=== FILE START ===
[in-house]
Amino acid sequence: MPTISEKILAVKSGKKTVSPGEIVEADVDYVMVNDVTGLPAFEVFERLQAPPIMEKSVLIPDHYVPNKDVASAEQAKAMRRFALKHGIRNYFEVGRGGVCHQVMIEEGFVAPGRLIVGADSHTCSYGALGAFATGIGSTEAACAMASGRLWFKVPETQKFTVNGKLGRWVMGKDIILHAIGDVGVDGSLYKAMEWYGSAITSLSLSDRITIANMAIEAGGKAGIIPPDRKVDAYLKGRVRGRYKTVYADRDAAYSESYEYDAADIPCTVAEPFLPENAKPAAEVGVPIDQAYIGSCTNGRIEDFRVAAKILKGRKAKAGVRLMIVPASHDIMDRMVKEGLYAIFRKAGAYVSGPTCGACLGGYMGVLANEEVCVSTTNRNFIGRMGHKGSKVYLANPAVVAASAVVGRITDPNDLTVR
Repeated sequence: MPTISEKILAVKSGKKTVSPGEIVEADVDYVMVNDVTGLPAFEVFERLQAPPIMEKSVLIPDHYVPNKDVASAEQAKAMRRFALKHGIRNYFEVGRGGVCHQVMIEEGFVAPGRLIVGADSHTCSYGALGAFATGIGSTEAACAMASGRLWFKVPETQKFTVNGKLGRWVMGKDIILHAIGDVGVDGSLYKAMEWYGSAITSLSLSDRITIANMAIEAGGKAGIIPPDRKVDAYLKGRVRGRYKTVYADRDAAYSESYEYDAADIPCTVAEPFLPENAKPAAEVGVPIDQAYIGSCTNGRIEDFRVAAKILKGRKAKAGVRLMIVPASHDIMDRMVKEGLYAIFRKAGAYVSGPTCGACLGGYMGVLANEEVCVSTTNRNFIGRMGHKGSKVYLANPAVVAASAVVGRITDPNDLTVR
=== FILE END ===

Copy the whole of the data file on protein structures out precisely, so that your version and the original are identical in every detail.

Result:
[in-house]
Amino acid sequence: MPTISEKILAVKSGKKTVSPGEIVEADVDYVMVNDVTGLPAFEVFERLQAPPIMEKSVLIPDHYVPNKDVASAEQAKAMRRFALKHGIRNYFEVGRGGVCHQVMIEEGFVAPGRLIVGADSHTCSYGALGAFATGIGSTEAACAMASGRLWFKVPETQKFTVNGKLGRWVMGKDIILHAIGDVGVDGSLYKAMEWYGSAITSLSLSDRITIANMAIEAGGKAGIIPPDRKVDAYLKGRVRGRYKTVYADRDAAYSESYEYDAADIPCTVAEPFLPENAKPAAEVGVPIDQAYIGSCTNGRIEDFRVAAKILKGRKAKAGVRLMIVPASHDIMDRMVKEGLYAIFRKAGAYVSGPTCGACLGGYMGVLANEEVCVSTTNRNFIGRMGHKGSKVYLANPAVVAASAVVGRITDPNDLTVR
Repeated sequence: MPTISEKILAVKSGKKTVSPGEIVEADVDYVMVNDVTGLPAFEVFERLQAPPIMEKSVLIPDHYVPNKDVASAEQAKAMRRFALKHGIRNYFEVGRGGVCHQVMIEEGFVAPGRLIVGADSHTCSYGALGAFATGIGSTEAACAMASGRLWFKVPETQKFTVNGKLGRWVMGKDIILHAIGDVGVDGSLYKAMEWYGSAITSLSLSDRITIANMAIEAGGKAGIIPPDRKVDAYLKGRVRGRYKTVYADRDAAYSESYEYDAADIPCTVAEPFLPENAKPAAEVGVPIDQAYIGSCTNGRIEDFRVAAKILKGRKAKAGVRLMIVPASHDIMDRMVKEGLYAIFRKAGAYVSGPTCGACLGGYMGVLANEEVCVSTTNRNFIGRMGHKGSKVYLANPAVVAASAVVGRITDPNDLTVR